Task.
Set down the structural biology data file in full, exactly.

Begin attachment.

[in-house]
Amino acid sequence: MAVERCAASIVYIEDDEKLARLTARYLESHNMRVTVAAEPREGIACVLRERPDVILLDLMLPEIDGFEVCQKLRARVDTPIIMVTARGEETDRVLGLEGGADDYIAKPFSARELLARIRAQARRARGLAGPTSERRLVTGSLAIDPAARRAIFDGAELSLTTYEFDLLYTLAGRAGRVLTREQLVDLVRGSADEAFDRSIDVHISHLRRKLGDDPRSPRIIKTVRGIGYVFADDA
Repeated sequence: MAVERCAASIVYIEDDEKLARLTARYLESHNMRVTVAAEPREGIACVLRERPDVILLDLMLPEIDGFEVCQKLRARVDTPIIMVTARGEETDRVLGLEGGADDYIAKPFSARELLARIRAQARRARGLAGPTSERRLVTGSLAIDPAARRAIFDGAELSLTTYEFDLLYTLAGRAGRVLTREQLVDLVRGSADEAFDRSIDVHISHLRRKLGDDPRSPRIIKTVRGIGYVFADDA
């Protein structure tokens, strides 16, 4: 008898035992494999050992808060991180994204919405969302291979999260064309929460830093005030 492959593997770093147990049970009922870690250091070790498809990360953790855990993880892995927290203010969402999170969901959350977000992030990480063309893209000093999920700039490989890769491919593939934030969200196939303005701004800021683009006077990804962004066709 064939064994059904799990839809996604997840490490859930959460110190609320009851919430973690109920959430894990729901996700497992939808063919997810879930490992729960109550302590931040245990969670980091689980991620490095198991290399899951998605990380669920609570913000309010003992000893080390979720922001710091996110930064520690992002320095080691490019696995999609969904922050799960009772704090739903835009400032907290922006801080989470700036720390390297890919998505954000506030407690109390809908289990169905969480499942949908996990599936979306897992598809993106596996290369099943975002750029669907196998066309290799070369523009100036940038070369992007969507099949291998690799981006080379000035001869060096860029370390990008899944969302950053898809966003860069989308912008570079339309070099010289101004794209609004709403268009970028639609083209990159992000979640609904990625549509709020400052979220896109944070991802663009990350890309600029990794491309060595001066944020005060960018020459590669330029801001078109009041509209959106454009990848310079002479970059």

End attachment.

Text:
[in-house]
Amino acid sequence: MAVERCAASIVYIEDDEKLARLTARYLESHNMRVTVAAEPREGIACVLRERPDVILLDLMLPEIDGFEVCQKLRARVDTPIIMVTARGEETDRVLGLEGGADDYIAKPFSARELLARIRAQARRARGLAGPTSERRLVTGSLAIDPAARRAIFDGAELSLTTYEFDLLYTLAGRAGRVLTREQLVDLVRGSADEAFDRSIDVHISHLRRKLGDDPRSPRIIKTVRGIGYVFADDA
Repeated sequence: MAVERCAASIVYIEDDEKLARLTARYLESHNMRVTVAAEPREGIACVLRERPDVILLDLMLPEIDGFEVCQKLRARVDTPIIMVTARGEETDRVLGLEGGADDYIAKPFSARELLARIRAQARRARGLAGPTSERRLVTGSLAIDPAARRAIFDGAELSLTTYEFDLLYTLAGRAGRVLTREQLVDLVRGSADEAFDRSIDVHISHLRRKLGDDPRSPRIIKTVRGIGYVFADDA
């Protein structure tokens, strides 16, 4: 008898035992494999050992808060991180994204919405969302291979999260064309929460830093005030 492959593997770093147990049970009922870690250091070790498809990360953790855990993880892995927290203010969402999170969901959350977000992030990480063309893209000093999920700039490989890769491919593939934030969200196939303005701004800021683009006077990804962004066709 064939064994059904799990839809996604997840490490859930959460110190609320009851919430973690109920959430894990729901996700497992939808063919997810879930490992729960109550302590931040245990969670980091689980991620490095198991290399899951998605990380669920609570913000309010003992000893080390979720922001710091996110930064520690992002320095080691490019696995999609969904922050799960009772704090739903835009400032907290922006801080989470700036720390390297890919998505954000506030407690109390809908289990169905969480499942949908996990599936979306897992598809993106596996290369099943975002750029669907196998066309290799070369523009100036940038070369992007969507099949291998690799981006080379000035001869060096860029370390990008899944969302950053898809966003860069989308912008570079339309070099010289101004794209609004709403268009970028639609083209990159992000979640609904990625549509709020400052979220896109944070991802663009990350890309600029990794491309060595001066944020005060960018020459590669330029801001078109009041509209959106454009990848310079002479970059």